Ship of Fools

Color-blind casting is one thing, but Captain Corelli's Mandolin goes absurdly overboard.

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Captain Corelli's Mandolin
The social lessons of Captain Corelli's Mandolin are these: War is bad. Love is good. The Italians love to sing, even when they're supposed to be at war. The Greeks are freedom fighters. And whatever you do, don't turn your back on the Germans, because they love war, hate freedom, and never sing at all.

That's about it. After almost a year of production problems and pushed-back release dates, director John Madden (Shakespeare in Love), screenwriter Shawn Slovo, and a cast that includes Nicolas Cage and Penélope Cruz have reduced Louis de Bernières's romantic 1994 bestseller about the Italian occupation of a sun-drenched Greek island during World War II to a handful of clichés.

Our setting -- the real star of the show -- is a rustic Eden called Cephalonia, south of Corfu and north of Zante. Immortalized by Homer, the island is full of earthy fishermen who have for centuries plied the Ionian Sea, and the village elders have been loath to change their ways. If the Greek tourist board isn't thrilled by this robust new vision of Zorba-land, it should be.

On the other hand, the film opens in 1940, so we know from the outset that this paradise will be lost -- at least temporarily. But first, the fun-loving spaghetti-benders come to call. As ethnic stereotyping demands, the Italian artillery company led by one Capitano Antonio Corelli (Cage) doesn't give a collective damn about Mussolini's strategic plans for this scenic outpost in neutral Greece. They spend all their time lolling on the beach with half-naked prostitutes, gulping red wine, and serenading the locals in the town square. As luck would have it, the invading Italians are all members of the same opera society, and to them the war is nothing more than a momentary interruption of their budding careers singing Verdi and Puccini. Corelli doesn't even carry a rifle or a carbine. Instead, he's got a mandolin strapped to his back in a knapsack. Somebody call the Symbol Police -- and quick.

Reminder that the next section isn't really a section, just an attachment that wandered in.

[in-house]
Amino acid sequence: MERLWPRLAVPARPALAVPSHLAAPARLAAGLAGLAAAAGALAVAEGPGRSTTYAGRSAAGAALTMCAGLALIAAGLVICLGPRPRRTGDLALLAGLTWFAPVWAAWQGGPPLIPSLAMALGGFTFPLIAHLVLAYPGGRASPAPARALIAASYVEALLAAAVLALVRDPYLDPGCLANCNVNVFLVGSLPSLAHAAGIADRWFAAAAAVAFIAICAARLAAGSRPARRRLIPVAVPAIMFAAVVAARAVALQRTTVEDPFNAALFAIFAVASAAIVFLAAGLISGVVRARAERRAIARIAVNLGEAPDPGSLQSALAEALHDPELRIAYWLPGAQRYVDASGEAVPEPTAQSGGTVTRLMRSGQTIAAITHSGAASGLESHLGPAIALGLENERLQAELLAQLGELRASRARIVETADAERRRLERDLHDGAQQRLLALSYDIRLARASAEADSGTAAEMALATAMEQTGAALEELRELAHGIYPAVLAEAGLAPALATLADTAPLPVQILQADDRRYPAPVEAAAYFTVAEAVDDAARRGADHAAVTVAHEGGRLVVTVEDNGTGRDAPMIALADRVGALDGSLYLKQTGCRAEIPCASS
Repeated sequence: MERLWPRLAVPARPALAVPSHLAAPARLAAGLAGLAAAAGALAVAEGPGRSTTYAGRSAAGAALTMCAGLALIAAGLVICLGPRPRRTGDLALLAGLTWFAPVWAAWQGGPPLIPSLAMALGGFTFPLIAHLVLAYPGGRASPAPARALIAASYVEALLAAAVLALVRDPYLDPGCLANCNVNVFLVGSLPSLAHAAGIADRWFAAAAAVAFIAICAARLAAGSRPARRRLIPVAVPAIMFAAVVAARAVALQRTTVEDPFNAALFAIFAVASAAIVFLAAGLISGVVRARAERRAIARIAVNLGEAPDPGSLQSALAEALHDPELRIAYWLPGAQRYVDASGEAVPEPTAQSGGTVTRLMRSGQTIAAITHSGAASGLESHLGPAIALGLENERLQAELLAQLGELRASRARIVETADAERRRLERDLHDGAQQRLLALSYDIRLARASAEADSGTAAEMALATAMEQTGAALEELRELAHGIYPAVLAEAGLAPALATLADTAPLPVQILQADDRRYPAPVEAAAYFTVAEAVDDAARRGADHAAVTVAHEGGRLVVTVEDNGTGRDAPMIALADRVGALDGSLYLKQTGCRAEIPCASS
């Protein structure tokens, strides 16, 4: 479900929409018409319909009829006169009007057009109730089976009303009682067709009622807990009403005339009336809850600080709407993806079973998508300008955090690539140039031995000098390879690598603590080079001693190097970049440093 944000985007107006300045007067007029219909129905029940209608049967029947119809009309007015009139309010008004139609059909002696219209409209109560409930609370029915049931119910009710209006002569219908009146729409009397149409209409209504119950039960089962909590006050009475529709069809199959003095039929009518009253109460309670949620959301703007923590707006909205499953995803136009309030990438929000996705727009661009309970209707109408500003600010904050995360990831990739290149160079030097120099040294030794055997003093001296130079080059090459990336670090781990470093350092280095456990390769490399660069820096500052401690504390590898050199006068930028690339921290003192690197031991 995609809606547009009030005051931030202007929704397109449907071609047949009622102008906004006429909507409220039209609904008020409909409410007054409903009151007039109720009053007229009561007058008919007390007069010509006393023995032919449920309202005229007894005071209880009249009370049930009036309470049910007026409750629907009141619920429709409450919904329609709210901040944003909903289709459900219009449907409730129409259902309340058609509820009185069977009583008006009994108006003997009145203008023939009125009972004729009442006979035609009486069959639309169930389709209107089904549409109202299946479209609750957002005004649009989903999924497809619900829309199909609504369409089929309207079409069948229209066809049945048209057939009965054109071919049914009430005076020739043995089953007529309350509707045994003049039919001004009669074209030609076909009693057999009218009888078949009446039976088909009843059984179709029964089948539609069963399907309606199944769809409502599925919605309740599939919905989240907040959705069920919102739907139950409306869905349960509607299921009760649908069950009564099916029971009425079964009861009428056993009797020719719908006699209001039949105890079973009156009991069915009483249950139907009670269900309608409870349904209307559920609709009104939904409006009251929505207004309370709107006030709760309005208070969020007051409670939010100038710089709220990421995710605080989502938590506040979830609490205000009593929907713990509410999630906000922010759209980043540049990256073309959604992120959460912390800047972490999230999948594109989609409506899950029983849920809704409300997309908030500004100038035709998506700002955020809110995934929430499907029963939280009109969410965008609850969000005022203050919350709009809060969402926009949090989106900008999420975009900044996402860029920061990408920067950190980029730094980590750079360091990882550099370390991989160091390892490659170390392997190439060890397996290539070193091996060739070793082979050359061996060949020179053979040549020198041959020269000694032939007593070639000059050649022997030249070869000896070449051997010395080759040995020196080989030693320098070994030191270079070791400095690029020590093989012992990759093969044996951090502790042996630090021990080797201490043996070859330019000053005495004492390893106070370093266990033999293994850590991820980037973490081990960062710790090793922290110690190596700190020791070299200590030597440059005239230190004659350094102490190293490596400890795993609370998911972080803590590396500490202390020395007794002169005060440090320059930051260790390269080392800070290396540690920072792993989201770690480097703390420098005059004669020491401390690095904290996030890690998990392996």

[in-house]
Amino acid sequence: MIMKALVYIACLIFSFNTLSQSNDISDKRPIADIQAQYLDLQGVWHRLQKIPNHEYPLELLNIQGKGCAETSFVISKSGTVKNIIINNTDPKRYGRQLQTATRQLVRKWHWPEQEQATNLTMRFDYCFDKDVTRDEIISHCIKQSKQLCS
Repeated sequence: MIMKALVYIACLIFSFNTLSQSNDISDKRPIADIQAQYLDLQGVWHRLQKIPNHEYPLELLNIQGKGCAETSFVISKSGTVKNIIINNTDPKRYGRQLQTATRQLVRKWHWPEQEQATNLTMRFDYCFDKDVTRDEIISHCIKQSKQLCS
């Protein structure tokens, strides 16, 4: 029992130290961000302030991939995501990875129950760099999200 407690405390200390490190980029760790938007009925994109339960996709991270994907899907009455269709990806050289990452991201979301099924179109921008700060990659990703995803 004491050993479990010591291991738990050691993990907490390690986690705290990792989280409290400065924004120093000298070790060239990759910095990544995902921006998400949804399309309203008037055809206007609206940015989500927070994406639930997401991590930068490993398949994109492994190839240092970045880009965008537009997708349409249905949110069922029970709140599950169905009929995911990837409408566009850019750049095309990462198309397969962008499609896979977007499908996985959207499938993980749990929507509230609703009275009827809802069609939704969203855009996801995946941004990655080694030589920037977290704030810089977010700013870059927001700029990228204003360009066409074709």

Guess what. In the third reel, our hero falls in love with a beautiful Cephalonian villager named Pelagia (Cruz). And she with him. This isn't the smoothest romance in the world; as it happens, Pelagia is engaged to a fierce Greek partisan named Mandras (Christian Bale), a macho amalgam of beard and bandolier.

Predictably, there's also a nervous Nazi captain named Gunther (David Morrissey) hanging around the edges of the drama. It's only a matter of time until the Italians' vacation on sunny Cephalonia is put to a sudden end by the outbreak of war. Thus do the movie's featherweight speculations on the nature of mankind come to a predictably bloody climax, followed in short order by a dose of redemption.

The casting of this blunt soap opera is baffling, to say the least. Those not startled by a rather dyed-in-the-wool American playing a native Italian may wonder why a Spanish actress is portraying a Greek and a Liverpudlian (Morrissey) is impersonating a German. Welshman Bale is now a Greek, as is Londoner Hurt. By the way, when Italians and Germans invade Greece, everybody apparently converses in English. But then, you probably already knew that.

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